Posts Tagged Connecticut
Digital Humanities (DH) is often understood in grand terms as a project to build and maintain electronic archives or software capable of the “distant reading” (called for by Franco Moretti) of vast bodies of texts. However, for most scholars in the humanities what counts as DH is learning how and how not to use digital texts in the classroom. This roundtable invites proposals for short presentations (5-10 minutes) that examine the ways that digital texts have entered our classrooms, particularly those of faculty who teach general education courses and surveys of American literature. Presentations might cover such issues as: determining what counts as an “authoritative text” in a digital medium, problems of access for students and faculty both in and out of the classroom, methods of teaching digital texts, theories of reading as they apply to digital texts in American literature, and distinctions between teaching digitized versus digital born texts.
Please submit an abstract and short bio at:
Deadline for submissions is September 30.
Disability Studies provides a shining example of how interdisciplinary scholarship at its best might operate. Yet within literary studies this mode of analysis still struggles to gain pride of place. One reason for this is the fear of disability. Unlike most forms of identity, the markers of disability (a loss of bodily and/or mental integrity) are permeable and someday might be applied to any person. Additionally, able-bodied members of society are unsure how to interact with the disabled in a way that will not cause offense. Both of these fears help marginalize what otherwise would be a valuable tool for analyzing creative expression. This session will explore how these fears of disability are represented in American fiction across time periods, genres, and media. Papers are sought that cover topics such as the “gaze” of the able bodied upon the disabled, representations of disability as “monstrous” or “grotesque,” projections of societal anxieties upon the bodies of disabled persons, disabled figures at the margins of stories not commonly seen as addressing the topic of disability, and analysis of narrative forms used to discuss the concept of disability. Other topics will also be considered provided they address issues of representing disability in American fiction.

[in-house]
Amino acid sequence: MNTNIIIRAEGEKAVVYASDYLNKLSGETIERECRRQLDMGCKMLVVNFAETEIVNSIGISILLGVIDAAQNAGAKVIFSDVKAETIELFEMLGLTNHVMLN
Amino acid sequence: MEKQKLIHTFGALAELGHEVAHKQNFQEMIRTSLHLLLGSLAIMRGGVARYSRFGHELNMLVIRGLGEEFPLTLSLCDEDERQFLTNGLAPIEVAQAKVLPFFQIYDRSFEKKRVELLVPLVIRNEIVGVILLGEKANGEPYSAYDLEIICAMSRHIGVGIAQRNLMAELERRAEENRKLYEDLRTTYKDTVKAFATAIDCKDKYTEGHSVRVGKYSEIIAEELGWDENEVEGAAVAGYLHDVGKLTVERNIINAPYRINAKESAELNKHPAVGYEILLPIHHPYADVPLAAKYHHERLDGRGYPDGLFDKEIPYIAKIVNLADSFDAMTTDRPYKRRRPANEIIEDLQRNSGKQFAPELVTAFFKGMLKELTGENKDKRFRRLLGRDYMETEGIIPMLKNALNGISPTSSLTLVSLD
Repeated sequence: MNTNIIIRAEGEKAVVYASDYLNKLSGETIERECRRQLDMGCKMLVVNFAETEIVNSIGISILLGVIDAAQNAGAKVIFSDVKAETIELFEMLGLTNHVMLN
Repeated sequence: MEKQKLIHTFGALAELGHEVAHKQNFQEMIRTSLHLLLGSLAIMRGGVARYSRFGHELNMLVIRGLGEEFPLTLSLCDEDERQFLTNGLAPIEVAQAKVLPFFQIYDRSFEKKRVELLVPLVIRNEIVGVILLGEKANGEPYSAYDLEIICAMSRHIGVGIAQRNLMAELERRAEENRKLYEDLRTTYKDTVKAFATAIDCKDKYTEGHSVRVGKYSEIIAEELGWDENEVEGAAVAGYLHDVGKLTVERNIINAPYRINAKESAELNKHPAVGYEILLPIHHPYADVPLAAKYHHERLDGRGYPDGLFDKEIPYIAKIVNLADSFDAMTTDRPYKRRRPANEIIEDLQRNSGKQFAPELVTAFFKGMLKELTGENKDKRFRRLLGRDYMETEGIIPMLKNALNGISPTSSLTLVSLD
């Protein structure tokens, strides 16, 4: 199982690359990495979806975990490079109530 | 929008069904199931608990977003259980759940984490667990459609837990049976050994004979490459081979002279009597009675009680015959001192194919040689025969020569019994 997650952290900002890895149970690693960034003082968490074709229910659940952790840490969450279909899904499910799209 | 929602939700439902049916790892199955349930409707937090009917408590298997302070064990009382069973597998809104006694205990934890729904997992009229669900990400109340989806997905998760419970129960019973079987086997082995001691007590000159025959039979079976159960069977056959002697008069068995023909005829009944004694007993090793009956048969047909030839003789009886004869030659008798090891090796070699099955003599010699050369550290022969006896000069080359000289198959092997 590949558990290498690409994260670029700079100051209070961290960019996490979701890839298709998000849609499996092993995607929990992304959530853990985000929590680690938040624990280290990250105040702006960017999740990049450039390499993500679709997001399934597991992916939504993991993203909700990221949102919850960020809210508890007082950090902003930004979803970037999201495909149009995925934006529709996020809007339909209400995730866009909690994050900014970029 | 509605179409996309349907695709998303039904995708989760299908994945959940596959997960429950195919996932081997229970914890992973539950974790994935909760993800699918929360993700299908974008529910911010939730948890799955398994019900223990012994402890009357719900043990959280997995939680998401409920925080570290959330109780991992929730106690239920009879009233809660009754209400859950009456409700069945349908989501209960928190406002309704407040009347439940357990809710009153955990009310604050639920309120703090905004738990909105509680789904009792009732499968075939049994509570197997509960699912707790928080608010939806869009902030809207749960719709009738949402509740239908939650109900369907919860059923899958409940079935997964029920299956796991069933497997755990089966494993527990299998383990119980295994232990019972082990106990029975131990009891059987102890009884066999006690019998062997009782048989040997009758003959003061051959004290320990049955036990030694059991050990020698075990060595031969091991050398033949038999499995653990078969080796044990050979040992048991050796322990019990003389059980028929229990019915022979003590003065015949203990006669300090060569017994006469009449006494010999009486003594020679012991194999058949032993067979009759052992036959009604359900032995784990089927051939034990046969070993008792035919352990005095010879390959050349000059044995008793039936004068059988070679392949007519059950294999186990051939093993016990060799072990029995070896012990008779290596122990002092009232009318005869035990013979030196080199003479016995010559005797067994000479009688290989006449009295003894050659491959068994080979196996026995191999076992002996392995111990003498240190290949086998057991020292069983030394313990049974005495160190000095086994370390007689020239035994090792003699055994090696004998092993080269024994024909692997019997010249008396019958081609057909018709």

Please submit an abstract for your paper (250-300 words) as well as a brief bio at:
Deadline for submissions is September 30.
2016 Call for Papers
Northeast Modern Language Association
47th Annual Convention
March 17-20, 2016
Hosted by the University of Connecticut
Abstract Deadline: September 30, 2015
In spring 2016, the Northeast Modern Language Association (NeMLA) will meet in Hartford, Connecticut, for its 47th Annual Convention. Every year, this event affords NeMLA’s principal opportunity to carry on a tradition of lively research and pedagogical exchange in language and literature. The convention will include a full array of sessions, workshops, literary readings, film screenings, and guest speakers.
Hartford features some of the most significant historic and cultural sites in New England: the adjacent and interconnected Mark Twain and Harriet Beecher Stowe Houses; the artistic and cultural collections at the Wadsworth Atheneum; classic and contemporary performances at the Hartford Stage, Theater Works, and the Bushnell Center for Performing Arts; archives and research opportunities at the Connecticut Historical Society and Connecticut State Library and State Archives; unique and offbeat museums for kids and families such as the Connecticut Science Center and the CRRA Trash Museum; and much more. Both Adriaen’s Landing (the newly completed area around the convention center) and the historic downtown feature a variety of restaurants, shops, and parks.
Please join us for this convention, which will feature approximately 400 sessions, dynamic speakers and cultural events. Interested participants may submit abstracts to more than one NeMLA session; however, panelists can only present one paper (panel or seminar). Convention participants may present a paper at a panel and also present at a creative session or participate in a roundtable.
Full information regarding the 2016 Call for Papers may be found on our website: